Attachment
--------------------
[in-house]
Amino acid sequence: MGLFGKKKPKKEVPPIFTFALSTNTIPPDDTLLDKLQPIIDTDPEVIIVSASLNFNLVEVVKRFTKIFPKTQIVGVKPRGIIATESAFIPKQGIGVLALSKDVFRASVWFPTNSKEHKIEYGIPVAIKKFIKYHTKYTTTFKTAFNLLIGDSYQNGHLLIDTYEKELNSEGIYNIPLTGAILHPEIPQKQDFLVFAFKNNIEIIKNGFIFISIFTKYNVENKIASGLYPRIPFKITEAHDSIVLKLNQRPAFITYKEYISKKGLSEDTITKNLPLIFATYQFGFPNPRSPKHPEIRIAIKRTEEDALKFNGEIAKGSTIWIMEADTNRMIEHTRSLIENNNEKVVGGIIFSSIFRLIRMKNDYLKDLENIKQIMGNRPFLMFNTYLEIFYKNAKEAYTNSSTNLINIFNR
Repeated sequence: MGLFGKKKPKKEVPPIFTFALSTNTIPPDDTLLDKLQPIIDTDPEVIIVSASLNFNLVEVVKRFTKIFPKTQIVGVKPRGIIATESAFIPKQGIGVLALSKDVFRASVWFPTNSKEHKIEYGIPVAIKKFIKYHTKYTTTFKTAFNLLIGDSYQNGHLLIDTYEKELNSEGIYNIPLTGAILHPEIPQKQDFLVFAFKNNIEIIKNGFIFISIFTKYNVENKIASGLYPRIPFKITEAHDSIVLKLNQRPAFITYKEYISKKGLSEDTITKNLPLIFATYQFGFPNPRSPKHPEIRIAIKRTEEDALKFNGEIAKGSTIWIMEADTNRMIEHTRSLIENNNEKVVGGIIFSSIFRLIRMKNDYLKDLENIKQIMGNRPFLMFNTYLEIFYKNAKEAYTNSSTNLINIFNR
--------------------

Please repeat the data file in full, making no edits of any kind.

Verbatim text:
[in-house]
Amino acid sequence: MGLFGKKKPKKEVPPIFTFALSTNTIPPDDTLLDKLQPIIDTDPEVIIVSASLNFNLVEVVKRFTKIFPKTQIVGVKPRGIIATESAFIPKQGIGVLALSKDVFRASVWFPTNSKEHKIEYGIPVAIKKFIKYHTKYTTTFKTAFNLLIGDSYQNGHLLIDTYEKELNSEGIYNIPLTGAILHPEIPQKQDFLVFAFKNNIEIIKNGFIFISIFTKYNVENKIASGLYPRIPFKITEAHDSIVLKLNQRPAFITYKEYISKKGLSEDTITKNLPLIFATYQFGFPNPRSPKHPEIRIAIKRTEEDALKFNGEIAKGSTIWIMEADTNRMIEHTRSLIENNNEKVVGGIIFSSIFRLIRMKNDYLKDLENIKQIMGNRPFLMFNTYLEIFYKNAKEAYTNSSTNLINIFNR
Repeated sequence: MGLFGKKKPKKEVPPIFTFALSTNTIPPDDTLLDKLQPIIDTDPEVIIVSASLNFNLVEVVKRFTKIFPKTQIVGVKPRGIIATESAFIPKQGIGVLALSKDVFRASVWFPTNSKEHKIEYGIPVAIKKFIKYHTKYTTTFKTAFNLLIGDSYQNGHLLIDTYEKELNSEGIYNIPLTGAILHPEIPQKQDFLVFAFKNNIEIIKNGFIFISIFTKYNVENKIASGLYPRIPFKITEAHDSIVLKLNQRPAFITYKEYISKKGLSEDTITKNLPLIFATYQFGFPNPRSPKHPEIRIAIKRTEEDALKFNGEIAKGSTIWIMEADTNRMIEHTRSLIENNNEKVVGGIIFSSIFRLIRMKNDYLKDLENIKQIMGNRPFLMFNTYLEIFYKNAKEAYTNSSTNLINIFNR